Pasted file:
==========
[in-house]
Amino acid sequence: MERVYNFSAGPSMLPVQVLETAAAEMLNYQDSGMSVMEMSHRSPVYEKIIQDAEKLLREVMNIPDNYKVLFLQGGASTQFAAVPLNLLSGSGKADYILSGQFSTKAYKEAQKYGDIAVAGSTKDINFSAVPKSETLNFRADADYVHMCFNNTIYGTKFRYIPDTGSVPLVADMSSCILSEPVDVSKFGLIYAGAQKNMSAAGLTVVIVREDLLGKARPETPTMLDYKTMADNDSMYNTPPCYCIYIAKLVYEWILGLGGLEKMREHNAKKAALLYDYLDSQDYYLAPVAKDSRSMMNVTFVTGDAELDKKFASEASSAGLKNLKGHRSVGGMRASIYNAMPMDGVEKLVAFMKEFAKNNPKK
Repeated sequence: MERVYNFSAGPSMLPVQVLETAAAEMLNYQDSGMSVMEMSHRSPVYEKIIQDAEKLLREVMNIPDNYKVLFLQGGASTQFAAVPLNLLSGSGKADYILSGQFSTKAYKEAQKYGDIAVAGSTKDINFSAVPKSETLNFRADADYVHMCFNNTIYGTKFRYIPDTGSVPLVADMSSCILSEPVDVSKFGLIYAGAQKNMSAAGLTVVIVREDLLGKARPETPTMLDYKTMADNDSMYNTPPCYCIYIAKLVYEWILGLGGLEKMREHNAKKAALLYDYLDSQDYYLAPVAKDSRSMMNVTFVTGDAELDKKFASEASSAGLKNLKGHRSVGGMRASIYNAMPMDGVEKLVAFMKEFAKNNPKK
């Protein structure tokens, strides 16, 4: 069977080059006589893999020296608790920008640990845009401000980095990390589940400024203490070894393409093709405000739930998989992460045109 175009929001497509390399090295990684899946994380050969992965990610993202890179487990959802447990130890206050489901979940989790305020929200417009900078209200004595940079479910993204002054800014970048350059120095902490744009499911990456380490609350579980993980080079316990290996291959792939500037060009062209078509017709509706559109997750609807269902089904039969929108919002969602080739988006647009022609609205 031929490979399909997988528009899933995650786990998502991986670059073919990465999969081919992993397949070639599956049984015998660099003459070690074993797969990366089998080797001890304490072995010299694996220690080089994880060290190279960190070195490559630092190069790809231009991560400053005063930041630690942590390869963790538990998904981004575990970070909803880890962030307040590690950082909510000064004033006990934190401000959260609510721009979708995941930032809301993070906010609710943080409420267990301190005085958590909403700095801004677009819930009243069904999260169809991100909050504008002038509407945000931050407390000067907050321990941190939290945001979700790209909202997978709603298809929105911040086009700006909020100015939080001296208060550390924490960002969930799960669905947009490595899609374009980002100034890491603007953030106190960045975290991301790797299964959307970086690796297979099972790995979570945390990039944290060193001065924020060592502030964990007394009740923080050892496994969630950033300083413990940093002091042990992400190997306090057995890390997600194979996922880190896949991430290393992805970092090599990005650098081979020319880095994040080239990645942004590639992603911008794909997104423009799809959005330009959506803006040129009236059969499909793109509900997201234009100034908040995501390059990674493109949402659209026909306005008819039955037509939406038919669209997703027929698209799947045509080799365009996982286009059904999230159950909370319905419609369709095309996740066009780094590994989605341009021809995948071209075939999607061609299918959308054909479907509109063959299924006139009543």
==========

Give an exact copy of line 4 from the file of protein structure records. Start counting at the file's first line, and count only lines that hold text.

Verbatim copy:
């Protein structure tokens, strides 16, 4: 069977080059006589893999020296608790920008640990845009401000980095990390589940400024203490070894393409093709405000739930998989992460045109 175009929001497509390399090295990684899946994380050969992965990610993202890179487990959802447990130890206050489901979940989790305020929200417009900078209200004595940079479910993204002054800014970048350059120095902490744009499911990456380490609350579980993980080079316990290996291959792939500037060009062209078509017709509706559109997750609807269902089904039969929108919002969602080739988006647009022609609205 031929490979399909997988528009899933995650786990998502991986670059073919990465999969081919992993397949070639599956049984015998660099003459070690074993797969990366089998080797001890304490072995010299694996220690080089994880060290190279960190070195490559630092190069790809231009991560400053005063930041630690942590390869963790538990998904981004575990970070909803880890962030307040590690950082909510000064004033006990934190401000959260609510721009979708995941930032809301993070906010609710943080409420267990301190005085958590909403700095801004677009819930009243069904999260169809991100909050504008002038509407945000931050407390000067907050321990941190939290945001979700790209909202997978709603298809929105911040086009700006909020100015939080001296208060550390924490960002969930799960669905947009490595899609374009980002100034890491603007953030106190960045975290991301790797299964959307970086690796297979099972790995979570945390990039944290060193001065924020060592502030964990007394009740923080050892496994969630950033300083413990940093002091042990992400190997306090057995890390997600194979996922880190896949991430290393992805970092090599990005650098081979020319880095994040080239990645942004590639992603911008794909997104423009799809959005330009959506803006040129009236059969499909793109509900997201234009100034908040995501390059990674493109949402659209026909306005008819039955037509939406038919669209997703027929698209799947045509080799365009996982286009059904999230159950909370319905419609369709095309996740066009780094590994989605341009021809995948071209075939999607061609299918959308054909479907509109063959299924006139009543």